Overheard in Starbucks
I was at the local Starbucks the other day. A mother was there with three kids. While she was ordering and paying, her youngest child picked up a sandwich. The mother’s hands were full, and she didn’t notice until she had finished paying and was walking away. She took the sandwich, smiled when she saw the tooth marks on the plastic, and turned to go to back to the cashier to pay for it. She didn’t go to the end of the long line, of course. She had just paid.
I smiled at her, just as the cashier did, but then I heard someone say, “pushy Israeli.”
My head whipped around to see who had said that loud and uncalled for comment. I immediately found who had made the comment. She was not trying to hide her face or her feelings. Rather, she and her two girlfriends seemed proud of the comment. It was as if they were in the know.
These three women seemed familiar to me, though they were a few years younger than me, I think. I listened for a moment, trapped in line with them as they bantered, commiserating, it seemed, about pushy Israelis. They were Jewish. I think one of my brothers went to high school with them. It’s hard to know for sure.
I chatted with the Israeli woman for a while. She never let on that she heard the comment, but she had. It was loud and clear, and this woman’s English was excellent. She was in Canada with her Canadian husband for his father’s funeral. They were staying for another week so her husband could sit shivah and so they could all spend a short while with his family at this sad time.
Her oldest son was 10, and before she knew it he would be in the army and a few years after his sister would follow suit and then the baby, of course.
I thought about this incident all day. I thought about this woman who may not be able to come to Canada when her mother-in-law dies, or when her Canadian nieces and nephews celebrate their bar and bat Mitzvahs. While a child is in the army, one parent always remains in Israel.
I also thought about what happened to me a few years ago when my daughter went to Israel in the summer. She called from time to time, and each time she was more in love with the country than the time before. She loved the culture and the food and the atmosphere and the people. She loved the soldiers. Each time she called me, I felt a cold sense of fear creeping deeper and deeper into my very being.
She texted me when she was on the runway before the plane took off to come home. I saw the text and felt a huge rush of air fill my lungs. For the first time in weeks, my chest expanded and I could breathe again. Israel had not claimed my first-born.
So what makes me any different from my peers at Starbucks? Perhaps nothing much. Except that if that woman had been pushy, maybe the difference is that I wouldn’t have judged her for it. Maybe living in a country where you are afraid to leave its borders while your child is in the army because of what may happen to your child makes you a bit pushier? But even then, I would say that’s strength rather than pushiness.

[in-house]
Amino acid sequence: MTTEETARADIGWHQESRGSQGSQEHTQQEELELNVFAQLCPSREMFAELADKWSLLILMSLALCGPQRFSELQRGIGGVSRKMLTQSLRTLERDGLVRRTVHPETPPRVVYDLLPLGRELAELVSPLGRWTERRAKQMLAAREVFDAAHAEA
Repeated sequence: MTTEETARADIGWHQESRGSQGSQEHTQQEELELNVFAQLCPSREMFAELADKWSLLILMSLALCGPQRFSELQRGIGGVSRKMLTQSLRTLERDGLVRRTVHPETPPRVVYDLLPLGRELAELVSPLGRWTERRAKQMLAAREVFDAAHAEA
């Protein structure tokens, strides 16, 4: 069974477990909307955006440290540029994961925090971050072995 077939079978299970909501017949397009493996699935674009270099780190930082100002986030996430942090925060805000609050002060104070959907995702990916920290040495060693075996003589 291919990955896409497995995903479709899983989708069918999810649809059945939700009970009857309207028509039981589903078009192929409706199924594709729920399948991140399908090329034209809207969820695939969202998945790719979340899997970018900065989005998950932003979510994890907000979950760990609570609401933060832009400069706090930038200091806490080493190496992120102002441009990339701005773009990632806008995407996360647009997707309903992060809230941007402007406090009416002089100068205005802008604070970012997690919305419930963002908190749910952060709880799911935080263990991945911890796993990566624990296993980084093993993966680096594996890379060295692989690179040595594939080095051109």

When I got home from Starbucks, I told my youngest son what had happened. He is 15 and commented that at least this was not an example of antisemitism. His belief was clear. One could not be antisemitic and also be Jewish. We debated this for a while. But in any event I agreed that this was not an example of antisemitism. Rather, it was an example of North-American Jewish women perpetuating a stereotype that they felt free to express because they were Jewish.
They, just like all of us, went to Hebrew school where we all learned about Israel and how important it is for the Jews to have a Jewish state. When I grew up Israeli prime minister Golda Meir was my hero. They, just like all of us, conclude their Passover seders by saying, “Next year in Jerusalem.” But they don’t mean it any more than I do. Well, except for a visit, from time to time – “when it’s safe.”
It is easy for us to donate money to Israel, to sign petitions when a store boycotts Israeli products, and even to go out of our way to buy Israeli products we don’t need as a sign of solidarity. It is easy to walk for Israel and speak up for Israel no matter what our political views are. It is easy to be proud to be Jewish in Canada and easier still to decry antisemitism whenever anyone who is not Jewish criticizes Israel.
Maybe it shouldn’t be so easy for us Jews to criticize those who live there and protect Israel. So what makes me any better? I’d like to think that at least I feel compassion and respect for the mothers of Israeli children rather than think, simply by being Jewish, that I have the right to loudly criticize them and pretend they haven’t heard me.
The stark truth is that no matter what we North American Jews do for Israel, nothing even comes close to what Israeli parents do for Israel. What we give can be easily quantified, but what they give – well, it’s beyond measure.
Tammy Barrett lives in Toronto.